Pros:

  • Excellent battery life
  • Beginner-friendly “Guided” modes
  • Generously sized handgrip

Cons:

  • Single UHS-I card slot
  • Not fully weather sealed

If you’re someone who simply prefers the feel of a DSLR, you’ll be right at home with the EOS 850D. Its optical viewfinder and large, chunk handgrip give it a handling immediacy that’s great for the fast-paced world of wildlife photography. Plus, with the huge catalogue of EF and EF-S lenses, you’ll never be short on pin-sharp glass.

Once again, we have the exceptional Dual Pixel phase-detection autofocus system doing a lot of heavy lifting for us – only this time, it’s in a camera with a battery rated to 800 shots (when using the viewfinder rather than live view). That’s plenty for a long day’s shooting, and makes the EOS 850D a great choice for excursions into natural habitats. 

One thing to be aware of is that the EOS 850D only has one SD card slot, and it is the slower UHS-I type. A high-speed, large-capacity UHS-I card should still be more than capable of keeping up, but it’s something to be aware of all the same. 

Best Nikon Camera for Wildlife

Nikon’s tough, reliable DSLRs have long been a favourite for many wildlife photographers. Whether you go full-frame or APS-C (or, as Nikon would have it, FX or DX), there are loads of choices for you in this area, and a huge catalogue of F-mount lenses to go with them.

But don’t sleep on mirrorless! Nikon’s Z-mount mirrorless range is full of ultra-fast, high-quality cameras that will capture pristine images of wildlife. And once again, you can pick up an FTZ adapter to use F-mount lenses on Z-mount bodies with full functionality of autofocus and stabilisation.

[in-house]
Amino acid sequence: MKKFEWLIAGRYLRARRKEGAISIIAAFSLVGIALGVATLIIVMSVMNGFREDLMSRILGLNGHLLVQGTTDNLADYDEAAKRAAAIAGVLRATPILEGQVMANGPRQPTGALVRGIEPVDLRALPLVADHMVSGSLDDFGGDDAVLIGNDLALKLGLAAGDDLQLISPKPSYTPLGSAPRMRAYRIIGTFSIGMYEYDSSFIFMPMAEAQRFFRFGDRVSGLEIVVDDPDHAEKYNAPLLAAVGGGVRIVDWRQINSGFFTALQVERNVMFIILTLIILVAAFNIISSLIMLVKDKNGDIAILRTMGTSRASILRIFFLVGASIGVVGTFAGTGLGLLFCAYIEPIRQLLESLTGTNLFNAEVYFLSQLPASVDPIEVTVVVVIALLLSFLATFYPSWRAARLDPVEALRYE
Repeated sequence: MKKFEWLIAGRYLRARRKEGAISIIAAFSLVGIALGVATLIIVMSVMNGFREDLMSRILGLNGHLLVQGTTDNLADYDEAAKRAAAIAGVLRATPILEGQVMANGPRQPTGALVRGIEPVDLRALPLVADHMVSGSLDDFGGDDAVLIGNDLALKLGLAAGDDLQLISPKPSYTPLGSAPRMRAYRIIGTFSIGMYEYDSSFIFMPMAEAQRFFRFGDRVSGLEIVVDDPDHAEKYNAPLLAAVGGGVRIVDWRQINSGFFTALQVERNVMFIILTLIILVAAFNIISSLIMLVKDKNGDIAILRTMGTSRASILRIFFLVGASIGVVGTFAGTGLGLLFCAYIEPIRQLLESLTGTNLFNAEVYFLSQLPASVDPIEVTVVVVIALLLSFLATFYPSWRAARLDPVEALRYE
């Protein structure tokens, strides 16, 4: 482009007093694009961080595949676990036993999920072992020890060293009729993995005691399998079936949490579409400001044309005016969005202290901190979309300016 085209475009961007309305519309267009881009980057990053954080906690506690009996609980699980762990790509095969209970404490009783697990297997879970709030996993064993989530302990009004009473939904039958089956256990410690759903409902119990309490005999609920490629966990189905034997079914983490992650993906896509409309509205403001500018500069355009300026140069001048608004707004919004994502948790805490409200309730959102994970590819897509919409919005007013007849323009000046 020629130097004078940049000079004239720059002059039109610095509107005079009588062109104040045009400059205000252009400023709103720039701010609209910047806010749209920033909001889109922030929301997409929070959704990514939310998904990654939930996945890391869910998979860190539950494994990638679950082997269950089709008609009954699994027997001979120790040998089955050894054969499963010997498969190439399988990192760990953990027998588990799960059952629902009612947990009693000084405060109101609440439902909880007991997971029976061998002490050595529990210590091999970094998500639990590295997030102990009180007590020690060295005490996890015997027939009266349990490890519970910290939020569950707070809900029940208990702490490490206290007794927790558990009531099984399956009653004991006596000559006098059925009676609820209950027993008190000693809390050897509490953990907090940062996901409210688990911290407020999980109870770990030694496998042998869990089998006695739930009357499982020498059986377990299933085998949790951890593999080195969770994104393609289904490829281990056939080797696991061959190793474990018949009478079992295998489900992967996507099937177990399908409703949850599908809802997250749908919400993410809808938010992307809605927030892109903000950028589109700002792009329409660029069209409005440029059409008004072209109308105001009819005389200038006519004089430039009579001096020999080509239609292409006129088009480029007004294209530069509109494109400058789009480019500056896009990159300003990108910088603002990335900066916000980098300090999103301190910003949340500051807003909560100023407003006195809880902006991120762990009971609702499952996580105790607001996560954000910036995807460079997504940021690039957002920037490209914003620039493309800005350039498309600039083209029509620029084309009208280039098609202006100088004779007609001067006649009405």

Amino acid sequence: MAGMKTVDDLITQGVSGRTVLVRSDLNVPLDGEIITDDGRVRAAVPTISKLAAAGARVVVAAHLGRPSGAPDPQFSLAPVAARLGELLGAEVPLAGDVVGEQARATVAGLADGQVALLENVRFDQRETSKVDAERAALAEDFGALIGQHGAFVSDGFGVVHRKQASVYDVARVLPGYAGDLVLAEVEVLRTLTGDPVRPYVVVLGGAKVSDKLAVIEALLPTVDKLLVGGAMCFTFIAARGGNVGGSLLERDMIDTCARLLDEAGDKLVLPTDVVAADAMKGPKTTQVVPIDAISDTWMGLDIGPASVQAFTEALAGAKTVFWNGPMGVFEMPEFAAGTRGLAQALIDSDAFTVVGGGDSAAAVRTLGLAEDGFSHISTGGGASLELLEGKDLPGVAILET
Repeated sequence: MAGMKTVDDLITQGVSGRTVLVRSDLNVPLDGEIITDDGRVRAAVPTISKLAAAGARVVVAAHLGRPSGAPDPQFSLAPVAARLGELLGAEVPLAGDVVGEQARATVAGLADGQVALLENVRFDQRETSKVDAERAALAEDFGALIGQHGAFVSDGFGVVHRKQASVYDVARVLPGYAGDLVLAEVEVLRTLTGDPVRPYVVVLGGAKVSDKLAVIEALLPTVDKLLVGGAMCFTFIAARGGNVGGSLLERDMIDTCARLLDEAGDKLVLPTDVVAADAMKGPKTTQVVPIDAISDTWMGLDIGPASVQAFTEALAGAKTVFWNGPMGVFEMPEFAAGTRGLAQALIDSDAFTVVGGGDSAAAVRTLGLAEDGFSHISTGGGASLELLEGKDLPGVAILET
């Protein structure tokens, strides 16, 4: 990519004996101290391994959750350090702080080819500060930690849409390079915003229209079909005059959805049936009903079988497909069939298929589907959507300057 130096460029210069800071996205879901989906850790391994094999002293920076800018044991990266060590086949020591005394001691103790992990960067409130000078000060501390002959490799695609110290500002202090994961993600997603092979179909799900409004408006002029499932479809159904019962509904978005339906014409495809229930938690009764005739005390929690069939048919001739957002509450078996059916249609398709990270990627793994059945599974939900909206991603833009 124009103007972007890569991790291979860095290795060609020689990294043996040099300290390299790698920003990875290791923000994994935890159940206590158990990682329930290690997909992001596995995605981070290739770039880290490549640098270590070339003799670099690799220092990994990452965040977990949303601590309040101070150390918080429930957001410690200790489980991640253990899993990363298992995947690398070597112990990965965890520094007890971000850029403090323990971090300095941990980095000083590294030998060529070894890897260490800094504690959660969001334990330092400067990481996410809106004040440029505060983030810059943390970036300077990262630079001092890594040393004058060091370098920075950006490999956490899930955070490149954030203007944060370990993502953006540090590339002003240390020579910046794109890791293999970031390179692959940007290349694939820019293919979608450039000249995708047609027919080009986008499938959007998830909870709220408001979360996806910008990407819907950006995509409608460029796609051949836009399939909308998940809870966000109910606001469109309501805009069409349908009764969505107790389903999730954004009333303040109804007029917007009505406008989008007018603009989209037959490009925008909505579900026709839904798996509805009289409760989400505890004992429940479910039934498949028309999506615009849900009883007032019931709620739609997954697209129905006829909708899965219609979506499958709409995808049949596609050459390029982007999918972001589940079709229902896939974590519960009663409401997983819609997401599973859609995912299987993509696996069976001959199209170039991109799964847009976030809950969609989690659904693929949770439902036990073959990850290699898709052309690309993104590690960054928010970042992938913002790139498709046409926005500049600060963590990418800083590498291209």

In our Nikon wildlife camera selections, we’ve struck a balance between DSLR and mirrorless, and full-frame and APS-C sensors, in order to give you the broadest suite of options we can. So, without further ado, these are the best Nikon cameras for wildlife you can buy.

Nikon D850 Digital SLR Camera Body

Save £250, was £3249

£2,439.00 View

Pros:

  • Tough magnesium-alloy build
  • High-resolution full-frame sensor
  • Dedicated autofocus processor

Cons:

  • Limited buffer in full-res RAW
  • Focusing slower in Live View

The Nikon D850 is, frankly, a gorgeous camera. It’s one you could photograph wildlife on for the rest of your life and want for nothing. The build is tough and fully weather-sealed, constructed from a solid magnesium alloy that makes it feel like a tank. And of course, as it’s a DSLR, you get a beautiful optical viewfinder for unparalleled immediacy and immersion in your shooting. The autofocus system of the D850 is also a thing of beauty, thanks in part to the dedicated AF processor. 

Shooting at a resolution of 45.7MP, the Nikon D850 can capture exceptional 14-bit RAW files at up to 7fps (or 9fps with a battery grip), which is hugely impressive when dealing with images of such quality. The shot buffer isn’t huge – topping out at 51, which you’ll only get if you have the absolute best SD or XQD cards loaded in, but it should be enough for most situations. 

Nikon Z50 Digital Camera Body

£729.00 View

Pros:

  • Slim and lightweight
  • Deep, tactile handgrip
  • Great images with high dynamic range

Cons:

  • Low battery life
  • Only one SD card slot

The first APS-C camera to join the Z system, the Nikon Z50 is a pleasingly slender shooter that won’t weigh you down too much on a long day’s shoot. While it weighs just 395g body-only, Nikon has included a deep handgrip which means it doesn’t have the handling problems of some smaller cameras. Image quality from the 20.9MP sensor is also excellent, with dynamic range that punches above its weight for a camera of this type.

With an intelligent, 209-point autofocus system, the Z50 will keep up even with tricky moving subjects. It’s got a high-resolution viewfinder, and a large, tilting LCD screen, giving you plenty of options when it comes to composition. One thing to note is that the battery life is a little slim compared to other cameras, rated to just 300 shots, so if you’re planning a long shoot it may be worth packing a spare Nikon EN-EL25.

Best Sony Camera for Wildlife

We could have filled a whole list with the best Sony cameras for wildlife. As you can imagine, it’s been a challenge to narrow it down to just a handful! With full-frame and APS-C mirrorless cameras, as well as Cyber-shot compacts, the Sony range includes cameras for a broad swathe of shooters, and plenty of them have feature sets that make them well-suited for capturing images of wild animals.